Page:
R. Allen Smith is a history instructor at the University of North Carolina School of the Arts within the High School Academic Program and is the current director of UNCSA’s High School Student Government.
He is a North Carolina certified educator with a master’s level licensure and is currently a Doctoral Candidate in Educational Leadership and Higher Education at Appalachian State University. Mr. Smith has training and experience as a tour leader (EF Tours) and tour guide (Envision) for both middle and high school students traveling within the United States and abroad since 2006.
Mr. Smith continues to develop skills as an educator an historian through professional development work with the American History Association (AHA), the National Consortium for Teaching about Asia (NCTA), and most recently the National Conference on Race and Ethnicity (NCORE).
Director: Samuel Collardey
As both the director and the DP, Samuel Collardey takes us into a Danish teacher’s first year in Tiniteqiilaq, a tiny fishing village in Greenland. Danish Anders Hvidegaard struggles to fit in until he begins to bond with a young Tunumiit boy, Asser, and slowly immerses himself into the indigenous culture and its daily rhythms. With breathtaking cinematography and mostly vérité scenes, A Polar Year is a standout documentary that playfully, and smartly, blurs the lines between fiction and non-fiction filmmaking.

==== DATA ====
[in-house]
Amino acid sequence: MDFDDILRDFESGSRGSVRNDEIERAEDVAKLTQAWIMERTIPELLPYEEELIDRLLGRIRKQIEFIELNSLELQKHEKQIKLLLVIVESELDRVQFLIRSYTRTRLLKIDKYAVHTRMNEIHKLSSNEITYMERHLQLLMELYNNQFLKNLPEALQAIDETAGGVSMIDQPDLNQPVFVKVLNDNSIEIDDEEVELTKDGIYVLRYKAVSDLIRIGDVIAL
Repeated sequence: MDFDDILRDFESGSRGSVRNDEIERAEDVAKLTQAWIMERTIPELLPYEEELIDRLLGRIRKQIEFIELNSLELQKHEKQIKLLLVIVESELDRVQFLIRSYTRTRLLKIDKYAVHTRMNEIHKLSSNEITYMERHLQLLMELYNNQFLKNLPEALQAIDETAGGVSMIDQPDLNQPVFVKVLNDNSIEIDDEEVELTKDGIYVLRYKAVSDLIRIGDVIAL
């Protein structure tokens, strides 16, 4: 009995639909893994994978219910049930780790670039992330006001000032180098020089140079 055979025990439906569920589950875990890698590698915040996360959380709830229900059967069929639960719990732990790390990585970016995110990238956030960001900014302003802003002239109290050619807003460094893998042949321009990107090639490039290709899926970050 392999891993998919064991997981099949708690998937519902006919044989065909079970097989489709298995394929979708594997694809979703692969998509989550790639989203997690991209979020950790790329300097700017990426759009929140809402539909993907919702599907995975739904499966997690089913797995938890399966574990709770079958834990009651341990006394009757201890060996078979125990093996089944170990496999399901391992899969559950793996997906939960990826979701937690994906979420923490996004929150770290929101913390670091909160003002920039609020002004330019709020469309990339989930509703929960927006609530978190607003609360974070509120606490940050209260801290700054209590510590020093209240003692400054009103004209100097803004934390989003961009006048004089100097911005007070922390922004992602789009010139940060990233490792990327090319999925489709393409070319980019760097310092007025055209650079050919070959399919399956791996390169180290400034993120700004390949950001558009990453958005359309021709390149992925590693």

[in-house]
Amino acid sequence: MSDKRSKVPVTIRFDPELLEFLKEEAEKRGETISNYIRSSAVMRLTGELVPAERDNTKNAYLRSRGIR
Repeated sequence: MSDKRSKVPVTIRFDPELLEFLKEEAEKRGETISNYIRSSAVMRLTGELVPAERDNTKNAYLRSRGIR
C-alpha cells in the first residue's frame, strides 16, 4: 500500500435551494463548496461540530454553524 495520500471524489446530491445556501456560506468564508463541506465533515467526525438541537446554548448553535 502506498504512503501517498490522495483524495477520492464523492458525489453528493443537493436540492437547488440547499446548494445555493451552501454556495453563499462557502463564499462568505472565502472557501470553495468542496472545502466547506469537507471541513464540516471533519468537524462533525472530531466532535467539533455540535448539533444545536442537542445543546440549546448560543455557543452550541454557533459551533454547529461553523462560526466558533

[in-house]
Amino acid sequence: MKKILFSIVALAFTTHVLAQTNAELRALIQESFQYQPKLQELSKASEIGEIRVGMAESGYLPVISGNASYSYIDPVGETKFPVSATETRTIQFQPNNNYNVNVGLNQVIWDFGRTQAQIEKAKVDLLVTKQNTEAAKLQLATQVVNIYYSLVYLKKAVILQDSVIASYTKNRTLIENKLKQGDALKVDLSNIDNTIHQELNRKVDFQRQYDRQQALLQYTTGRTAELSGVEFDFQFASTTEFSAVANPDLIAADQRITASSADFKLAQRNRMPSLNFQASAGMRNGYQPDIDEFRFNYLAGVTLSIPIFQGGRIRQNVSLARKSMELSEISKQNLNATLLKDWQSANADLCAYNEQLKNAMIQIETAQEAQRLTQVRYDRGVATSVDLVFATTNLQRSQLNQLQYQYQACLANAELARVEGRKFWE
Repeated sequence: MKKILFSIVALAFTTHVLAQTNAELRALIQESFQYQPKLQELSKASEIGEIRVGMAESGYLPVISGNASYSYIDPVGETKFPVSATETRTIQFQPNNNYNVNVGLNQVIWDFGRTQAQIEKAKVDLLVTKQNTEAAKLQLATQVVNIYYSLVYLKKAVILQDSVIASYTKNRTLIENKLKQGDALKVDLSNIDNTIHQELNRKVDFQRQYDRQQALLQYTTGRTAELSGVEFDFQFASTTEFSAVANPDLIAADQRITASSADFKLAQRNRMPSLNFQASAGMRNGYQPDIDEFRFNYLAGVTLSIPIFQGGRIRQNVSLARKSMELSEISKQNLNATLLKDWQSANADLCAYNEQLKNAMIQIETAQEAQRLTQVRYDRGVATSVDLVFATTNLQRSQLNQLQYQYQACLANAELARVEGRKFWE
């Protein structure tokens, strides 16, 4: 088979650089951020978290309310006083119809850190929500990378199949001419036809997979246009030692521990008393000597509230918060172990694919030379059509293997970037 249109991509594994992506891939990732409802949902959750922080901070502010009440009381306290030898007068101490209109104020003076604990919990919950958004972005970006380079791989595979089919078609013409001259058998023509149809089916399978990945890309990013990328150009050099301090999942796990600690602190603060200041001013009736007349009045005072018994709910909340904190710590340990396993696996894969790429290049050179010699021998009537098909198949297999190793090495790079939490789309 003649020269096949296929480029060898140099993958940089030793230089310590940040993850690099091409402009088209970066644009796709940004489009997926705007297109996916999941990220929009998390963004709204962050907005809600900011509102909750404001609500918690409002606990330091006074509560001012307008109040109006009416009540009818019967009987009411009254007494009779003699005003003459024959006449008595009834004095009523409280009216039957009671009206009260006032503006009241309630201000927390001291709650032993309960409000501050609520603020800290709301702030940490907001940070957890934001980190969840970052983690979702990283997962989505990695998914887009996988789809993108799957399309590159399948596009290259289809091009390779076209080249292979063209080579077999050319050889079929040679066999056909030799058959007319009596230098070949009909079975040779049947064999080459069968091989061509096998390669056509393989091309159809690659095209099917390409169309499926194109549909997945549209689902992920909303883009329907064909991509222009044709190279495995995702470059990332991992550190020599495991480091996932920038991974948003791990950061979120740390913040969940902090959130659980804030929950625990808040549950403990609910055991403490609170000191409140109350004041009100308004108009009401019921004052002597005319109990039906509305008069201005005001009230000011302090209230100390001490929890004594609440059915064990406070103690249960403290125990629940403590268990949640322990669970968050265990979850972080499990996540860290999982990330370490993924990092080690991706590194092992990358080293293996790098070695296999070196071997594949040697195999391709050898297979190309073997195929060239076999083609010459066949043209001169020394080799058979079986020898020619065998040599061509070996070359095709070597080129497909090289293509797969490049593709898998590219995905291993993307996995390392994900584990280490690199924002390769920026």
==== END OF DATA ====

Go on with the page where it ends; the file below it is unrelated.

With a Particularly memorable opening scene, the Berlin Jury Grand Prix winner, Mug, tosses the audience into a world where people must strip to their underwear for a bargain TV and the world’s largest statue of Jesus is being built (see: Christ the King in western Poland). Darkly comedic, the film follows Jacek, a metalhead and outsider to his own family, who suffers an accident early on and undergoes the country’s first face transplant. Even as his outlook remains bright, his family, his community, and his priest begin to reveal how they really feel about his new identity.
Director: Barbet Schroeder
A NYTimes Critics Pick, the third in his trilogy of Evil, Barbet Schroeder has made yet another compelling documentary that demands to be seen. The Venerable W. is a powerful portrait about the Burmese Buddhist monk, Ashin Wirathu, and his anti-Muslim fanaticism, leading his followers to harass, beat and even kill Rohingya Muslims in Myanmar. As the documentary moves through Myanmar’s history, we see Rohingya persecution isn’t the audience that evil isn’t new, the face just keeps changing.
The debut feature from Franco-Algerian director and playwright Rayhana is an absolutely stunning film. Fatima (Hiam Abbass of HBO’s Succession) is the owner and head masseuse of an Algerian hammam (bathhouse). She works to keep everything running (the power goes out) to the painful circumstances of a young woman’s pregnancy, these women, an outstanding ensemble cast, bury and reveal themselves to one another, bound together by their histories, as they navigate one afternoon in the hammam.